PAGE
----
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Professor Shows Accuracy of Bible's Christmas Story, Debunks Popular Myths

Contact: Grant Van Leuven, Reformed Presbyterian Theological Seminary, 866-778-7338, 412-716-9051 cell, gvanleuven@rpts.edu; Dr. Kinneer is available for interviews


PITTSBURGH, Dec. 6 /Christian Newswire/ -- We only have a vague idea of when Jesus Christ was born. Matthew made up the star's appearance. The dating of Christmas is an accommodation to a pagan feast. Hebrew prophesy doesn't say that a "virgin" would give birth.


"Bunk!" That's how Dr. Jack Kinneer describes the above statements as popular myths assuming the implausibility of Biblical narrative about the birth of Jesus. Kinneer is a New Testament professor at the Reformed Presbyterian Theological Seminary (RPTS) in Pittsburgh.


"What is implausible is that someone could make up this story, but what is entirely plausible is that someone chronicling these historical events would include such confirmable facts," Kinneer said.


His December Greek classes correct assaults on the Christmas story by holiday documentaries, instructing on what the languages and literary structure of Scripture communicate and how ancient records and modern astronomy support them.


Dr. Kinneer Replies to Popular Christmas Myths:


Myth:   We can only vaguely date when Jesus was born.
Reply:  "Scripture, ancient history, and modern astronomy enable us to pinpoint Jesus' birth within the winter months of 5-4 B.C."


Myth:   Matthew made up the appearance of a star.

Reply:  "Modern astronomy calculations confirm extraordinary celestial phenomena during this exact time period."


Myth:   It is implausible that the Magi would have traveled from Persia to see the star.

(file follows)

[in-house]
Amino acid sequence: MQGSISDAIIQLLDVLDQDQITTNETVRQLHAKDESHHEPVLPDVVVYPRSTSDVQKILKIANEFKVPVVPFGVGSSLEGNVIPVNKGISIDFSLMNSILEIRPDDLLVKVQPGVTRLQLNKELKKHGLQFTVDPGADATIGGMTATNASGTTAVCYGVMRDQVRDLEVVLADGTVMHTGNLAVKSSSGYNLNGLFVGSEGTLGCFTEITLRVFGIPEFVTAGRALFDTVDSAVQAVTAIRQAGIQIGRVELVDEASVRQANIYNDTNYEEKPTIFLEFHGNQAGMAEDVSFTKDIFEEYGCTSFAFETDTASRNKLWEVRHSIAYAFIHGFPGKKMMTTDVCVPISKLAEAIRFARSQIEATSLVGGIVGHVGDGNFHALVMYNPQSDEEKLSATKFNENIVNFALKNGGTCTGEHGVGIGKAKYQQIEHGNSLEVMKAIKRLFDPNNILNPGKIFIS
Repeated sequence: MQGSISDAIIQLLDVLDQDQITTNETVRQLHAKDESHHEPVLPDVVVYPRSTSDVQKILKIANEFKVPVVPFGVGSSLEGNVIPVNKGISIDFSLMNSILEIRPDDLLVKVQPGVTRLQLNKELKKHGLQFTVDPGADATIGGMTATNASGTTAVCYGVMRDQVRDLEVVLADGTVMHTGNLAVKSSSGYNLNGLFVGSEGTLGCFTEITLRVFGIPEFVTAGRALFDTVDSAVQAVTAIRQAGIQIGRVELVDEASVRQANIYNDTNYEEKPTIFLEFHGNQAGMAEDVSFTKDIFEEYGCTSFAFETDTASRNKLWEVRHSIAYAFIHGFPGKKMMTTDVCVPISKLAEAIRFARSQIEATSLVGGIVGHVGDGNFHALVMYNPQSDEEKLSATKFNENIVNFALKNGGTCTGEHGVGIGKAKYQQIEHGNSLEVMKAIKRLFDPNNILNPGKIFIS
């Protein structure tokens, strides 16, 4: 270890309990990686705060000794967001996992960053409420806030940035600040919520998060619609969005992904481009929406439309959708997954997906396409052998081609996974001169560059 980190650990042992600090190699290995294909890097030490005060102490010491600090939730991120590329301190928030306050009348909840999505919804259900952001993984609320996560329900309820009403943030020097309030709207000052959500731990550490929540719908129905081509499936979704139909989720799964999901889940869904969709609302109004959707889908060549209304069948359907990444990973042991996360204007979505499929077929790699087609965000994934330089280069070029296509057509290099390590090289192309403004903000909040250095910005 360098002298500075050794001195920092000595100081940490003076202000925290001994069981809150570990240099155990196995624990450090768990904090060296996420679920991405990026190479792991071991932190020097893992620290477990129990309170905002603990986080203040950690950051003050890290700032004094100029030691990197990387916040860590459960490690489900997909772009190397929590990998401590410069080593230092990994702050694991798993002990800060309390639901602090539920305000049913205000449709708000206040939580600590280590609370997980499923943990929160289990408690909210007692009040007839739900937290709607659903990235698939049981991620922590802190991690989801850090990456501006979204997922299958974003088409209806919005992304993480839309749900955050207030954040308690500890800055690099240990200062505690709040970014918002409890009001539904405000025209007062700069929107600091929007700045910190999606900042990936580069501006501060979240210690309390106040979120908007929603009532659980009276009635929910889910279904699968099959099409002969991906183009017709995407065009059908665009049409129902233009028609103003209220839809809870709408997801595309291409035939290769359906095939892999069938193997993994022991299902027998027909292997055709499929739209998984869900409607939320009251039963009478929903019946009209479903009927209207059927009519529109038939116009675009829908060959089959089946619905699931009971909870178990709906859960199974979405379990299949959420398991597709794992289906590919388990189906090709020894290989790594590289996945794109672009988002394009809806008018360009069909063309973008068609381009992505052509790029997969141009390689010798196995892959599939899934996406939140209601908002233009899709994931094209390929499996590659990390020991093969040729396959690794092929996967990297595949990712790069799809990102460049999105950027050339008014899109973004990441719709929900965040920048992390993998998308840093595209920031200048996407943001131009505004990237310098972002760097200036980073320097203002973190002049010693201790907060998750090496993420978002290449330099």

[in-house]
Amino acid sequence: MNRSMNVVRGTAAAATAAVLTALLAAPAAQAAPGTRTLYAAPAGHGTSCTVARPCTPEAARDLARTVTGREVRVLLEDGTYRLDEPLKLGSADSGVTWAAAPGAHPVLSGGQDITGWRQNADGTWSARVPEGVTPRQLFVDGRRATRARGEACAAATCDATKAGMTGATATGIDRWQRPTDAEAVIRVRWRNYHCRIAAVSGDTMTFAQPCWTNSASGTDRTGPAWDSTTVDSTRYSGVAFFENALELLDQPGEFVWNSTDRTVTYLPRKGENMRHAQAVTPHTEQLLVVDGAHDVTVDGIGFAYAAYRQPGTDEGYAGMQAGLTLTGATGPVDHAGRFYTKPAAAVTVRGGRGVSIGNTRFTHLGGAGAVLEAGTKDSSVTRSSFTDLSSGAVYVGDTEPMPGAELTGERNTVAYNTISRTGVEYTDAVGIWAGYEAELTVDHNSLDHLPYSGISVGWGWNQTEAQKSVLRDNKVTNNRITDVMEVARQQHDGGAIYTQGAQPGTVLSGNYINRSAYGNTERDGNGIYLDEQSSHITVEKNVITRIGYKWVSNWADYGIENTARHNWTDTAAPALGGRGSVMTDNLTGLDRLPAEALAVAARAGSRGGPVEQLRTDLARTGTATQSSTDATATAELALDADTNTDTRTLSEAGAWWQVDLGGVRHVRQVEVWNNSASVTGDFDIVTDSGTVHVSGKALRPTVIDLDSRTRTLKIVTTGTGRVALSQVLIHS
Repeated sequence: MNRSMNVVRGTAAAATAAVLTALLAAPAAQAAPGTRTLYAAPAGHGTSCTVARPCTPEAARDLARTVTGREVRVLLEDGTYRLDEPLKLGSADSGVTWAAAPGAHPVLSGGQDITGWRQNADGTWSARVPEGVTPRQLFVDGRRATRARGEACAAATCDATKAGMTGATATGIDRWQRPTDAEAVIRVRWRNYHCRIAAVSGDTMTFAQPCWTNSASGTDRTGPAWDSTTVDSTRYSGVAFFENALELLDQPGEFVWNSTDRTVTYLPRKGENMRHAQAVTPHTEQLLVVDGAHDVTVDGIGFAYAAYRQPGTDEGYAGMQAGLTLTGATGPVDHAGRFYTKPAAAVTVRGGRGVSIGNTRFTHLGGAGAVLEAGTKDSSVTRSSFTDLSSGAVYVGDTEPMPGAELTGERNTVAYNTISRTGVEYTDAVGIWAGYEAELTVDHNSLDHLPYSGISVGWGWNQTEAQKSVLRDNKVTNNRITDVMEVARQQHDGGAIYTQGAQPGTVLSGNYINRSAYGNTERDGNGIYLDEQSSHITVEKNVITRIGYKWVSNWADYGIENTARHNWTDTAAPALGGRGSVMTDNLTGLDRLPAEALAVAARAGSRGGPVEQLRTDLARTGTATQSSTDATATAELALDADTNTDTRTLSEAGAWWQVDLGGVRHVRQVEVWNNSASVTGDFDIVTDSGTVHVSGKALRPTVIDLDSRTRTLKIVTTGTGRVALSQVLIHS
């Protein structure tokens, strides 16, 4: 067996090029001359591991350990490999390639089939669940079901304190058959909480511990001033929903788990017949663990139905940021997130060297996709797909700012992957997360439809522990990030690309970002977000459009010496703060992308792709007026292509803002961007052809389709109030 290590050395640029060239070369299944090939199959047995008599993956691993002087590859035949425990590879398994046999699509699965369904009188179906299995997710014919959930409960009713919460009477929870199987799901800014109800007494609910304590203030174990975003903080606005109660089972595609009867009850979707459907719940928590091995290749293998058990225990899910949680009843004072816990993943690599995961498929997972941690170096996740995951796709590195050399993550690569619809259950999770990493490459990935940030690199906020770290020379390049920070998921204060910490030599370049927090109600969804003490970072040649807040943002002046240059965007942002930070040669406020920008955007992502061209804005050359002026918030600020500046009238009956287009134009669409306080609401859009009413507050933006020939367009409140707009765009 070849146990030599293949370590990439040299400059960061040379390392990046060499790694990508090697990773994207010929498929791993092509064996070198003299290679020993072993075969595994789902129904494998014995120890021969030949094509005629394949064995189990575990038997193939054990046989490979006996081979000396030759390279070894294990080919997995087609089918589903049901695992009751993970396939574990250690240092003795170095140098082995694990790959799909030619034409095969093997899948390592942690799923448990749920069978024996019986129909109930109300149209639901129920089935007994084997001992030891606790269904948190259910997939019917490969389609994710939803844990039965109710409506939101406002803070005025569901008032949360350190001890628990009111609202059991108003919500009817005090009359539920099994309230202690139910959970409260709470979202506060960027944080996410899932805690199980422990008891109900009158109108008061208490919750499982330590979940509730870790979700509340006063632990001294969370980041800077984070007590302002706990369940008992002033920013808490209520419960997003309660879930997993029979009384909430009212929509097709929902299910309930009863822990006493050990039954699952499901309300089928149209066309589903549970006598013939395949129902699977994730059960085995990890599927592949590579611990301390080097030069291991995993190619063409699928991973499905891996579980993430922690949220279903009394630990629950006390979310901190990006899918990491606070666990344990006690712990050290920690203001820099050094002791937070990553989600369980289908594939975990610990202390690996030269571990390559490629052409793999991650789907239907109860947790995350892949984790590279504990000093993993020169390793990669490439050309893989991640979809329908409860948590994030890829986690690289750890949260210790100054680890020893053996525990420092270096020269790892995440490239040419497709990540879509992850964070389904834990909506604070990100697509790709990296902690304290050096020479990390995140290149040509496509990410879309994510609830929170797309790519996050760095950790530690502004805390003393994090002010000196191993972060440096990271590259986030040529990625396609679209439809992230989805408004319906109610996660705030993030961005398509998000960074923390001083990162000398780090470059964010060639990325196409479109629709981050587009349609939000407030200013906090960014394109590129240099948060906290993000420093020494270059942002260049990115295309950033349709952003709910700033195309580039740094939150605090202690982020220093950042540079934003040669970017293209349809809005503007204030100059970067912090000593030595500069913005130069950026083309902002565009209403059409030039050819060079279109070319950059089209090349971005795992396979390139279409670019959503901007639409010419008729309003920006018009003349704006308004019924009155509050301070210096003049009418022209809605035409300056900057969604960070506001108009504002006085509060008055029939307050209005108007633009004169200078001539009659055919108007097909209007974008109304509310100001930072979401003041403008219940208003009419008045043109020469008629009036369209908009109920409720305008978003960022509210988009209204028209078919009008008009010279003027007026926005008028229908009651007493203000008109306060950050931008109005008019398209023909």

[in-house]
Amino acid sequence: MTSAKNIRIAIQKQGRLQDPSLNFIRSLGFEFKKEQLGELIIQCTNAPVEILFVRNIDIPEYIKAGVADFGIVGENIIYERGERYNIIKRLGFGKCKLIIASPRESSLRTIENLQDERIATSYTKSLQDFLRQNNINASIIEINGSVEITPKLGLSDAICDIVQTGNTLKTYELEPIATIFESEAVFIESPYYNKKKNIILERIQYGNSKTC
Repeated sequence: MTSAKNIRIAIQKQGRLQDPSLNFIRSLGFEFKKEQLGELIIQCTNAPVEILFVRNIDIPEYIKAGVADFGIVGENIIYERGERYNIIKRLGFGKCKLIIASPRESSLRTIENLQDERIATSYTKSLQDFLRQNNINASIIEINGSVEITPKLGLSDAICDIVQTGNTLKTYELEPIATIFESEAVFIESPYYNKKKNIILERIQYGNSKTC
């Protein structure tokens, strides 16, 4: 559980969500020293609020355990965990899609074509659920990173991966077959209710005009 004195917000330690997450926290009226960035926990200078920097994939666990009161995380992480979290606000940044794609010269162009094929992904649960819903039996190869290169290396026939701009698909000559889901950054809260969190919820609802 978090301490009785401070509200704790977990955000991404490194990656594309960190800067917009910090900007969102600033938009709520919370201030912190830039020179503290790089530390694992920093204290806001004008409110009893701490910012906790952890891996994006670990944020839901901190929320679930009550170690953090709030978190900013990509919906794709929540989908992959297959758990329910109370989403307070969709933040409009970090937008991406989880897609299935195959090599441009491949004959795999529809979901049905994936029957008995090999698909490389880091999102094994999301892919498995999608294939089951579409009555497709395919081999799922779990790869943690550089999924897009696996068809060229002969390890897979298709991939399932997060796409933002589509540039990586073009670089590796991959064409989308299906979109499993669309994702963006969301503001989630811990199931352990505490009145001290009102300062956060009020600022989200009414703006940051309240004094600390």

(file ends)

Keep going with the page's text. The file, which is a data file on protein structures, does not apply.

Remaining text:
Reply:  "It is implausible that they would not journey to see it, as they were not kings, but astrologers.  It was their job to study and interpret luminaries in light of ancient prophecies."


Myth:  Jesus' birth was at the star's appearance, several years before the Magi's arrival.

Reply:  "Herod's decree to kill Hebrew sons two years old and under after the Magi's visit presumes the birth of Jesus may have just occurred. Matthew's Greek grammar describes the birth of Jesus as the timely setting of the Magi's arrival."


Myth:   Jesus was two to three years old when the Magi arrived.
Reply:  "He was no more than a few months old."


Myth:   The dating of Christmas on December 25 accommodates a pagan feast.
Reply:  "It is a calculated estimation from when the angel appeared to Zechariah during his datable priestly duties."


Myth:   The Hebrew "virgin" birth citation is embellished.

Reply:  "The Isaiah 7:14 quote was interpreted as "virgin" by Jews centuries before New Testament times."


Myth:   Joseph and Mary's flight to Egypt was a long overland journey and stay of a number of years.

Reply:  It was probably a brief boat trip and a stay of only a few weeks to a month, which fits the setting of historical political events."


"Popular culture suggests doubts about Scripture, but good scholarship demonstrates that the Bible's Christmas story particulars are precise and other known facts easily fit if you've done your homework," said Kinneer.

Reformed Presbyterian Theological Seminary is the fifth oldest seminary in the nation, and will celebrate its bicentennial in 2010.